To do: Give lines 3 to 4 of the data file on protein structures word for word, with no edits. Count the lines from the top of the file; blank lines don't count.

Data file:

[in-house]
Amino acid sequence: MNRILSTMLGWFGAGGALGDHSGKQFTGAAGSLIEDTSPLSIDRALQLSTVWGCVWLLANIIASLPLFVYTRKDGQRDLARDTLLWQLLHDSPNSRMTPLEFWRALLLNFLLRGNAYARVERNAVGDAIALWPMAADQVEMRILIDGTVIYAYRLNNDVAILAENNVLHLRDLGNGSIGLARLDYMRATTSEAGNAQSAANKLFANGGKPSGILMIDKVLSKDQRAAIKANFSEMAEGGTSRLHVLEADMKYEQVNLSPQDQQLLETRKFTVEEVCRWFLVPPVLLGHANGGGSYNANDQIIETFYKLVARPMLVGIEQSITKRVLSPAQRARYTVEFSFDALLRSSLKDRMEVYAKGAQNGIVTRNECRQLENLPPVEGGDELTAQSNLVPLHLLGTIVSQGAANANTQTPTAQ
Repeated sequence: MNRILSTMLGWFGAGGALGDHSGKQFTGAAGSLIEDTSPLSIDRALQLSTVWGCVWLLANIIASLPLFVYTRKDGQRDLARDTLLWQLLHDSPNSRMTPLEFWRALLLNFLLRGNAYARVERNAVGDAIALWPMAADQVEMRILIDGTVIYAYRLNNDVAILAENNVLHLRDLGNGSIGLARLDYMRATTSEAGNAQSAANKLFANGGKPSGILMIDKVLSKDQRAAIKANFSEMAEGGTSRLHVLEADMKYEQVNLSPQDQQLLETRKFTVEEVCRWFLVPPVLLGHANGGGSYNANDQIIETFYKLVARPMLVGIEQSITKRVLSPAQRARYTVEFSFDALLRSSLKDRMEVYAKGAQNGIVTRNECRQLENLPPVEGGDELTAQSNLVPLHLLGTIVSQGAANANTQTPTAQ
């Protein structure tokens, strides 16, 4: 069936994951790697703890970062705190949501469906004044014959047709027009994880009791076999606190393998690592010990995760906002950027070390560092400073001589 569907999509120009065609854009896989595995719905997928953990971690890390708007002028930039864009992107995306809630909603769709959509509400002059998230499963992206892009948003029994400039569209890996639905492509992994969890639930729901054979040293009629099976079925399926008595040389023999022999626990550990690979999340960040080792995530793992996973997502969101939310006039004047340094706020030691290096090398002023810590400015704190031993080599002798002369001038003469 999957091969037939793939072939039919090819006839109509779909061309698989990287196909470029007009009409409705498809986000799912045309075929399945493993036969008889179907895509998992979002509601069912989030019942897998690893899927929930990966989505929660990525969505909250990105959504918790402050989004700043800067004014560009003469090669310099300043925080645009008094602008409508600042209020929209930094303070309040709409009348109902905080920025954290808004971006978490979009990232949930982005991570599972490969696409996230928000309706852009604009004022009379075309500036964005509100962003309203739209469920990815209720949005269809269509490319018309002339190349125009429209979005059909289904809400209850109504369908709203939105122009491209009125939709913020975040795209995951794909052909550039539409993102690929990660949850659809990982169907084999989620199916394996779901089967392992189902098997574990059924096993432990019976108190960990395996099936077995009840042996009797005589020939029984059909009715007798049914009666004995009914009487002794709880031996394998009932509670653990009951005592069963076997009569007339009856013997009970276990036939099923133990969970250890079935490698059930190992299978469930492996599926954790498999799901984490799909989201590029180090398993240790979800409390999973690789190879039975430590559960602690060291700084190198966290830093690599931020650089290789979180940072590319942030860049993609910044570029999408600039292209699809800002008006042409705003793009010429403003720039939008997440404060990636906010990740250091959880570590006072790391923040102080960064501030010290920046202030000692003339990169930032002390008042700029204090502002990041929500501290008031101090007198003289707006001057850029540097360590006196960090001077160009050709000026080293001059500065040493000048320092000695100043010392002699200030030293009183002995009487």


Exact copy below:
Repeated sequence: MNRILSTMLGWFGAGGALGDHSGKQFTGAAGSLIEDTSPLSIDRALQLSTVWGCVWLLANIIASLPLFVYTRKDGQRDLARDTLLWQLLHDSPNSRMTPLEFWRALLLNFLLRGNAYARVERNAVGDAIALWPMAADQVEMRILIDGTVIYAYRLNNDVAILAENNVLHLRDLGNGSIGLARLDYMRATTSEAGNAQSAANKLFANGGKPSGILMIDKVLSKDQRAAIKANFSEMAEGGTSRLHVLEADMKYEQVNLSPQDQQLLETRKFTVEEVCRWFLVPPVLLGHANGGGSYNANDQIIETFYKLVARPMLVGIEQSITKRVLSPAQRARYTVEFSFDALLRSSLKDRMEVYAKGAQNGIVTRNECRQLENLPPVEGGDELTAQSNLVPLHLLGTIVSQGAANANTQTPTAQ
């Protein structure tokens, strides 16, 4: 069936994951790697703890970062705190949501469906004044014959047709027009994880009791076999606190393998690592010990995760906002950027070390560092400073001589 569907999509120009065609854009896989595995719905997928953990971690890390708007002028930039864009992107995306809630909603769709959509509400002059998230499963992206892009948003029994400039569209890996639905492509992994969890639930729901054979040293009629099976079925399926008595040389023999022999626990550990690979999340960040080792995530793992996973997502969101939310006039004047340094706020030691290096090398002023810590400015704190031993080599002798002369001038003469 999957091969037939793939072939039919090819006839109509779909061309698989990287196909470029007009009409409705498809986000799912045309075929399945493993036969008889179907895509998992979002509601069912989030019942897998690893899927929930990966989505929660990525969505909250990105959504918790402050989004700043800067004014560009003469090669310099300043925080645009008094602008409508600042209020929209930094303070309040709409009348109902905080920025954290808004971006978490979009990232949930982005991570599972490969696409996230928000309706852009604009004022009379075309500036964005509100962003309203739209469920990815209720949005269809269509490319018309002339190349125009429209979005059909289904809400209850109504369908709203939105122009491209009125939709913020975040795209995951794909052909550039539409993102690929990660949850659809990982169907084999989620199916394996779901089967392992189902098997574990059924096993432990019976108190960990395996099936077995009840042996009797005589020939029984059909009715007798049914009666004995009914009487002794709880031996394998009932509670653990009951005592069963076997009569007339009856013997009970276990036939099923133990969970250890079935490698059930190992299978469930492996599926954790498999799901984490799909989201590029180090398993240790979800409390999973690789190879039975430590559960602690060291700084190198966290830093690599931020650089290789979180940072590319942030860049993609910044570029999408600039292209699809800002008006042409705003793009010429403003720039939008997440404060990636906010990740250091959880570590006072790391923040102080960064501030010290920046202030000692003339990169930032002390008042700029204090502002990041929500501290008031101090007198003289707006001057850029540097360590006196960090001077160009050709000026080293001059500065040493000048320092000695100043010392002699200030030293009183002995009487």